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Backstage at A-COLD-WALL* AW18Photography Lillie Eiger

Samuel Ross on how to break into fashion without going to fashion school

The A-COLD-WALL* designer shares his advice for the aspiring

“Fashion design just didn’t seem like a viable option when I was growing up,” says A-COLD-WALL*’s Samuel Ross, not long after his AW18 show last week at LFWM – which brought together luxurious, technical reimaginings of the clothes you’d find worn on construction sites with a set inspired by artist Anthony Caro. “I didn’t know I could make a career out of it at all.” 

He managed it, though. In a few short years, Ross has grown his label (which has teamed up with Nike and was nominated for a Fashion Award last year) into a thriving business, showing last week during London Fashion Week Men’s for the third time and recently picking up investment which will grow the company in line with his ever-expanding vision. And it’s certainly ever-expanding.

It’s pretty impressive for any designer, but Ross is living proof of the fact that you don’t have to have had a traditional path into fashion (aka a degree or two from CSM) to find success in the industry. He began by studying graphic design, putting work out onto the internet with the hopes it would catch the eye of someone who could offer him an 'in' – which came in the form of none other than Virgil Abloh. He offers his advice on getting into fashion without going to fashion school – and why short-term hype is not a long-term goal.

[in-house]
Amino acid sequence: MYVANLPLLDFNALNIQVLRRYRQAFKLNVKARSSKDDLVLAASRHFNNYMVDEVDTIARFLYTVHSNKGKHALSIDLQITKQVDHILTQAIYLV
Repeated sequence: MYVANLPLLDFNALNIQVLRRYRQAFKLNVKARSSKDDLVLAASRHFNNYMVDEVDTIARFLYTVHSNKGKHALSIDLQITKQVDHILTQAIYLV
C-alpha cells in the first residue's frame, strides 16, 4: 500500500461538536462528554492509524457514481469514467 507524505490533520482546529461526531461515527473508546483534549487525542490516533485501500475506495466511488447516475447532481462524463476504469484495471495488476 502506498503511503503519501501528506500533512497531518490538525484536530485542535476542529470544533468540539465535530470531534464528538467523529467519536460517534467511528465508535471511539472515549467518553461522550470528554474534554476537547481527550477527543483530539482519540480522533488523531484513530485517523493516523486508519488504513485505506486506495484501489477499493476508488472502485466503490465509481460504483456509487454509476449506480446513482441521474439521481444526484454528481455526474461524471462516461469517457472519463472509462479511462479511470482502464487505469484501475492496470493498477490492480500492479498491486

“A lot of it is down to chance, but if you keep putting out work again and again, the likelihood that it’s going to be noticed is going to go up. I was pretty much acting as four different people at one time when I was around 21, 22. There were four different personas putting out four different things, one for streetwear, one for street art, one I was doing film under and one for graphic design. It was really just over-strategising, I remember sending loads of emails to London brands and figures, and getting ignored. But I knew one of them was going to hit. And it did.”

“People should want to be in this industry because it’s part of who they are, not because of the immediate gains that can come from it” – Samuel Ross


“You need to. I did. I was sitting in my chair and saw Virgil’s page – this was before OFF-WHITE, Pyrex had just finished – and I was thinking of emailing. I said ‘fuck it’ and just did it. That was a massive stepping stone in my journey – imagine if I didn’t do that? We wouldn’t be here talking, that’s for sure. I sent loads of my work across when we started talking and he just said ‘Yeah, you’ve got it – work for me’. I started working on Kanye’s stuff and was maybe doing 100 designs a day for them, on top of a graphic design job. It was an intense period of trying to prove myself.”